There is no context in their replies – they just bang out the same template letters with no acknowledgement of any points, requests or comments you have made.
I’m wondering if they are forbidden from sending out personalised emails – and have to resort to highlighting as the only marginally personal communication method available to them.
I never got any acknowledgement that the first four removal reasons were completely without merit. But my app spent weeks out of the store because of them.
The final rejection felt like they were scraping the barrel to justify the removal – and although it was probably true (I haven’t checked) – the particular version was only used by 20 devices, and had been in place since 2016, so they could have either disabled that one version, or approved the app and asked me to do that within (say) 7 days.
This whole process was deeply frustrating – and in the end, no changes have been made to the builds which triggered the first bunch of rejections.
I have been meaning to build this app for years!
I built VLC Remote when I got fed up having to get up of the sofa to change what was playing on VLC.
For the last few years – I have been using Netflix and Amazon Prime more than VLC – so now I’m back to getting off the sofa to control my computer.
Chill Remote finally fixes that 🙂
If you’re watching Netflix, Amazon Prime or YouTube using Chrome on a PC or Mac – Then Chill remote gives you remote control.
Chill Remote is currently in Beta. You can sign up to use it for free at https://ChillRemote.tv
When I connect my projector, I want my mac to switch to 1080p.
When I connect my TV, I want it to run at 720p
When hdmi audio output is available, I want my mac to use that (and to use all the channels too!)
Previously, my Mac mini didn’t do a great job of switching, so I wrote AV Rules to take charge.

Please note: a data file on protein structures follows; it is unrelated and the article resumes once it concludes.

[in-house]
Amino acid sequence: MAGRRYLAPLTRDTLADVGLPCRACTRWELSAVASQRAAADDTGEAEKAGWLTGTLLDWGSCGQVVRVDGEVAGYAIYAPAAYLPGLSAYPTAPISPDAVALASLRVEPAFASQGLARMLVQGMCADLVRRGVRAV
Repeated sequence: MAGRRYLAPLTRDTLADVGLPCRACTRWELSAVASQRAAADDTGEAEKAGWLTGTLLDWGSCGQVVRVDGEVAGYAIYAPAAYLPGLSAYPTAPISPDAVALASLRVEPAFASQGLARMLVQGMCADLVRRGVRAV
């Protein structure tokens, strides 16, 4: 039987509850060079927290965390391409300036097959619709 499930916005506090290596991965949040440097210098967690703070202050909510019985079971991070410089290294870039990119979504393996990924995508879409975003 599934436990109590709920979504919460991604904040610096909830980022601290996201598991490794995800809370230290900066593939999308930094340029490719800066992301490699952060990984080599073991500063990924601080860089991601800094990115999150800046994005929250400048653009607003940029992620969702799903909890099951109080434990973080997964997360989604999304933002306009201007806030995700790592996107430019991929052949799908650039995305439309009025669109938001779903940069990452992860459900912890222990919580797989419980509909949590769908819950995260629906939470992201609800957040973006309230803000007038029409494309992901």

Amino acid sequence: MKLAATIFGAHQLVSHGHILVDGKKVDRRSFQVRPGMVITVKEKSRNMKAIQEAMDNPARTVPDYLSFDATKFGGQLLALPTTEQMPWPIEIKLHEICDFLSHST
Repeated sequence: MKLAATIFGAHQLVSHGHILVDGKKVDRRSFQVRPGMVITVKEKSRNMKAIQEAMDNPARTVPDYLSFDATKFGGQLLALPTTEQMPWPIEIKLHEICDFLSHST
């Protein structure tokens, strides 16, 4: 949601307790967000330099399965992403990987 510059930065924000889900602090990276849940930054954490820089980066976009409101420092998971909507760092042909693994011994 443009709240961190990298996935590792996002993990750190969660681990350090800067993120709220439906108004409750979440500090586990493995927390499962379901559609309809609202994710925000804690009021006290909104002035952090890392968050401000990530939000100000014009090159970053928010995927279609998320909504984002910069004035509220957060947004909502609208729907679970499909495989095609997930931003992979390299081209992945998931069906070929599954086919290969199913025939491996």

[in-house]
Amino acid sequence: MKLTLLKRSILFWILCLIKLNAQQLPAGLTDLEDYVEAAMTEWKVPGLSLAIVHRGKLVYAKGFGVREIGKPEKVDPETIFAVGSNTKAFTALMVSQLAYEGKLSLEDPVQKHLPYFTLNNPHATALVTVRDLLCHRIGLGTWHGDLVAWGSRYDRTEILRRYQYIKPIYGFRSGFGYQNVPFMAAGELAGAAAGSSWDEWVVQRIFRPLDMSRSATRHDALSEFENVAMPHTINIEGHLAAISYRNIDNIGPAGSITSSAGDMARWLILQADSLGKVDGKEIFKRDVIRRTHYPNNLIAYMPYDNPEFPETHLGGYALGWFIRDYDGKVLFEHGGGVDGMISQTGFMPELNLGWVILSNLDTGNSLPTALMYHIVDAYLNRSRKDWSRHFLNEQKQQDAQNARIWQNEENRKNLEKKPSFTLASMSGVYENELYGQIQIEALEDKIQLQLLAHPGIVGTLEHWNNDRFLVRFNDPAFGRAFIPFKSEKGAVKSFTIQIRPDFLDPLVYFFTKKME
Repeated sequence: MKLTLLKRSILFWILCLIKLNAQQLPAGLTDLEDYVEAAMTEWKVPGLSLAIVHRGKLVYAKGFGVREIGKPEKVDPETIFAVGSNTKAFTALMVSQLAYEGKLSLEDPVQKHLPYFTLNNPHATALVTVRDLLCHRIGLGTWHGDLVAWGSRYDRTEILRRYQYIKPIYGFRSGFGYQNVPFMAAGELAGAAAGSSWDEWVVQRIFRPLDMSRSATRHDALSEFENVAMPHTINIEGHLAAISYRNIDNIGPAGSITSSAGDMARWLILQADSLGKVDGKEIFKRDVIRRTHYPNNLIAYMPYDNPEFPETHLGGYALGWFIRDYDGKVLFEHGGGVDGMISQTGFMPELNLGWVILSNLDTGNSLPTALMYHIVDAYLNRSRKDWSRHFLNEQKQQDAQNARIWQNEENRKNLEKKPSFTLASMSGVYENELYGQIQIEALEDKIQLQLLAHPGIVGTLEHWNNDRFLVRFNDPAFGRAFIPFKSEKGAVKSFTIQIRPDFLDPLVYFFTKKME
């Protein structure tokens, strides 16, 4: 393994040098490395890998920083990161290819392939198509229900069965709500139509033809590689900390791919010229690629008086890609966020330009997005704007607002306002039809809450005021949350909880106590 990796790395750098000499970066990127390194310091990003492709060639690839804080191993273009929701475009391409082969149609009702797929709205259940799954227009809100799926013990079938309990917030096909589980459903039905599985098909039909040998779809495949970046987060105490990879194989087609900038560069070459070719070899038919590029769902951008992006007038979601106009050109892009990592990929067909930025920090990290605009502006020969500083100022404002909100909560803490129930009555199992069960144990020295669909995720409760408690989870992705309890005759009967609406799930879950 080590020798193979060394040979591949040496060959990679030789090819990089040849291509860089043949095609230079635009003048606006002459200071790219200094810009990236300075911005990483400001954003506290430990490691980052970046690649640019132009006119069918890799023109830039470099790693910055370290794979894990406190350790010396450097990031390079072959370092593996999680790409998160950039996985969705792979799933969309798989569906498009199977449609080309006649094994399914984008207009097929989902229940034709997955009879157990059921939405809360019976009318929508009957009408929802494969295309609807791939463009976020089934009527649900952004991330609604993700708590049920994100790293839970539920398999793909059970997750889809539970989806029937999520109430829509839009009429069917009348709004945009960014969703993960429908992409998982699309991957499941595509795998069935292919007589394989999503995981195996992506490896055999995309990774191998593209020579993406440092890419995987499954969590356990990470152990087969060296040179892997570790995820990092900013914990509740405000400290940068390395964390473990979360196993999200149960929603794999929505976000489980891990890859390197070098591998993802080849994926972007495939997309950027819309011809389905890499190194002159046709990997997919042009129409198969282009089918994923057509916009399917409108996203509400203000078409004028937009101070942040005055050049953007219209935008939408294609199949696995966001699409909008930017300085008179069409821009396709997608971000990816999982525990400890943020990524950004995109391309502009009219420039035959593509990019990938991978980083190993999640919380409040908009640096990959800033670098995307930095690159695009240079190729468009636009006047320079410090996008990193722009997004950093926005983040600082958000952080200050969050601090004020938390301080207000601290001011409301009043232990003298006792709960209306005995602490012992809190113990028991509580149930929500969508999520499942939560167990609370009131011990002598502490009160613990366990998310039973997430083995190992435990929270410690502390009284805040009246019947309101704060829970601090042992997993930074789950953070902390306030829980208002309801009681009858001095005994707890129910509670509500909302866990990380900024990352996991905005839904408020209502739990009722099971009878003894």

Happy Halloween from Hobbyist Software
Make your own gifs using our new app Stmpr
iOS 10 brings the ability to use apps within iMessage.
You can read all about how it works here
What better way to make use of the new animated stickers – than with some charming animated poops!
You can get them at the store for $0.99
Back in 2105, the Windows store decided to unpublish VLC Remote after I submitted an update.
I ran a competition to try to figure out why they had banned it. This attracted some media attention which ultimately resulted in a Windows Developer Platform manager contacting me. He quickly got some people on the case and the app was restored.
About three weeks later, I needed to update the description. The same thing happened again. Again, the same chap kicked some butt in the store and got the update approved.
A year or so later, and I have had a request from Microsoft to fill in their age rating questionnaire.
Of course – this requires submitting a new update, and of course the exact same problem is hitting. (Note – the app, and its description and screenshots are completely unchanged)
App Policies: 10.1 Inaccurate Representation, Title
Your app and its associated metadata must accurately and clearly reflect the source, functionality, and features of your app.
- <snip – list of policies>
Notes To Developer
The app name does not accurately represent the app.
For more information see Windows Store Policy 10.1 at http://go.microsoft.com/fwlink/?LinkId=620446.
This time, I haven’t had a response from the program manager (he has probably moved on in disgust)
I have resubmitted with a link to the original story, but have just had a somewhat meaningless response
Thank you for the follow up and I am showing that app under that account. Now I also reviewed over the listing and I would suggest contacting report app from the email below as they will be bale to assist you directly on the certification.
Report App: email@example.com
If you have any questions or concerns, please respond to this e-mail and we will work to resolve them as quickly as possible.
I don’t think this will help – clearly the issue is nothing to do with me reporting an infringement, or anyone else reporting an infringement. The issue is that every time I submit an update, Microsoft do the same brain-dead thing.
I’m going to try one more submission with the ‘do not fail… escalate to…’ note…
I guess Windows Store is dying, and Microsoft just want to clear out the few remaining apps.
File Getter makes it really easy to get files onto your iDevice.
iOS makes it fairly easy for apps to send files to other apps – but can be a massive pain getting those files onto your device in the first place.
File Getter makes that easy.
Now you simply install a helper on your PC or Mac. When you’re on your home wifi, File Getter can connect to that helper and access any file.
Once you have the file on your device – it’s easy to send it to other apps.
You can send a book to iBooks, a movie to VLC, an image to facebook, or a powerpoint file to Pages.
No cables, no fuss.
2 Minute timer was my first app.
It is a very simple timer app which aims to work with a minimum of fuss.
You can now start a timer and pick the timer length on new devices using force touch.
More info here